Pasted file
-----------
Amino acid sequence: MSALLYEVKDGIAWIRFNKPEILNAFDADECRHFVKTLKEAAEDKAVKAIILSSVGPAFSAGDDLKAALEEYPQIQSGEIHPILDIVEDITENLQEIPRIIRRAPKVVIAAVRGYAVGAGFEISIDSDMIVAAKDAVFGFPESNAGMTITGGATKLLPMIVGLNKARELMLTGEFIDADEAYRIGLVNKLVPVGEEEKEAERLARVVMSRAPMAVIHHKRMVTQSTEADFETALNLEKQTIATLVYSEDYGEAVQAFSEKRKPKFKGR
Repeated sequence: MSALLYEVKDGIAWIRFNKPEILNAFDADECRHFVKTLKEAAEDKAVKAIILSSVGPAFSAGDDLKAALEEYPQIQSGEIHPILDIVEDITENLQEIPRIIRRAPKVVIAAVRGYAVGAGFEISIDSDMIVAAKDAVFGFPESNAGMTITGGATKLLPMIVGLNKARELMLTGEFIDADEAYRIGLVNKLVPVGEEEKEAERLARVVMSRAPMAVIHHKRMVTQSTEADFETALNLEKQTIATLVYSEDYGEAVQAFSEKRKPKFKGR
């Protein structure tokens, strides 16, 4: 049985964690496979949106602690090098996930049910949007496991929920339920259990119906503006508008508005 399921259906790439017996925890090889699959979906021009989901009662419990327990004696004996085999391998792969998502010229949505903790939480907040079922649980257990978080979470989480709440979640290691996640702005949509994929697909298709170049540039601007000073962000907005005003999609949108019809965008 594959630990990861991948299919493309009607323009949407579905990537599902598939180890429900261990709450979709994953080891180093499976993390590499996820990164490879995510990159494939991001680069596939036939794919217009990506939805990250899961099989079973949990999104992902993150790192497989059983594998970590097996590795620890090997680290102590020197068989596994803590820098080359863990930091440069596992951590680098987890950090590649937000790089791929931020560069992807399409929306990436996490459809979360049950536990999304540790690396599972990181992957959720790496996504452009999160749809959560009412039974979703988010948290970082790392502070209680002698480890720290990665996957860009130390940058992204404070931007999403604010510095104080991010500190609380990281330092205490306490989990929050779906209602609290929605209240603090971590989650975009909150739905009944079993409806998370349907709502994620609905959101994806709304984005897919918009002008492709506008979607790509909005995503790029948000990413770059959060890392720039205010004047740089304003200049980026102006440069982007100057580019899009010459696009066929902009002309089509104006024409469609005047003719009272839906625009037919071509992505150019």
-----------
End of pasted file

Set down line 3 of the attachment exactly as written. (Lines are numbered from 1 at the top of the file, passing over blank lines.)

């Protein structure tokens, strides 16, 4: 049985964690496979949106602690090098996930049910949007496991929920339920259990119906503006508008508005 399921259906790439017996925890090889699959979906021009989901009662419990327990004696004996085999391998792969998502010229949505903790939480907040079922649980257990978080979470989480709440979640290691996640702005949509994929697909298709170049540039601007000073962000907005005003999609949108019809965008 594959630990990861991948299919493309009607323009949407579905990537599902598939180890429900261990709450979709994953080891180093499976993390590499996820990164490879995510990159494939991001680069596939036939794919217009990506939805990250899961099989079973949990999104992902993150790192497989059983594998970590097996590795620890090997680290102590020197068989596994803590820098080359863990930091440069596992951590680098987890950090590649937000790089791929931020560069992807399409929306990436996490459809979360049950536990999304540790690396599972990181992957959720790496996504452009999160749809959560009412039974979703988010948290970082790392502070209680002698480890720290990665996957860009130390940058992204404070931007999403604010510095104080991010500190609380990281330092205490306490989990929050779906209602609290929605209240603090971590989650975009909150739905009944079993409806998370349907709502994620609905959101994806709304984005897919918009002008492709506008979607790509909005995503790029948000990413770059959060890392720039205010004047740089304003200049980026102006440069982007100057580019899009010459696009066929902009002309089509104006024409469609005047003719009272839906625009037919071509992505150019």